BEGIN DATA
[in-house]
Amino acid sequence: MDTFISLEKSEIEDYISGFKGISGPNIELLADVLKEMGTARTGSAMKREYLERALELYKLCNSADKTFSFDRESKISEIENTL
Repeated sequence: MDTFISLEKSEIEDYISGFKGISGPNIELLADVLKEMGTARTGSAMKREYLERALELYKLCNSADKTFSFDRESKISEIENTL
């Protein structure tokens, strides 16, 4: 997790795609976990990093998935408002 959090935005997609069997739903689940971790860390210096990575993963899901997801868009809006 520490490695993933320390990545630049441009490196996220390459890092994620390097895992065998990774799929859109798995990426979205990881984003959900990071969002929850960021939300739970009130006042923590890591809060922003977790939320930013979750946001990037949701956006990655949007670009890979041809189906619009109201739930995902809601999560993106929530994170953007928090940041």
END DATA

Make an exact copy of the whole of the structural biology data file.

[in-house]
Amino acid sequence: MDTFISLEKSEIEDYISGFKGISGPNIELLADVLKEMGTARTGSAMKREYLERALELYKLCNSADKTFSFDRESKISEIENTL
Repeated sequence: MDTFISLEKSEIEDYISGFKGISGPNIELLADVLKEMGTARTGSAMKREYLERALELYKLCNSADKTFSFDRESKISEIENTL
């Protein structure tokens, strides 16, 4: 997790795609976990990093998935408002 959090935005997609069997739903689940971790860390210096990575993963899901997801868009809006 520490490695993933320390990545630049441009490196996220390459890092994620390097895992065998990774799929859109798995990426979205990881984003959900990071969002929850960021939300739970009130006042923590890591809060922003977790939320930013979750946001990037949701956006990655949007670009890979041809189906619009109201739930995902809601999560993106929530994170953007928090940041």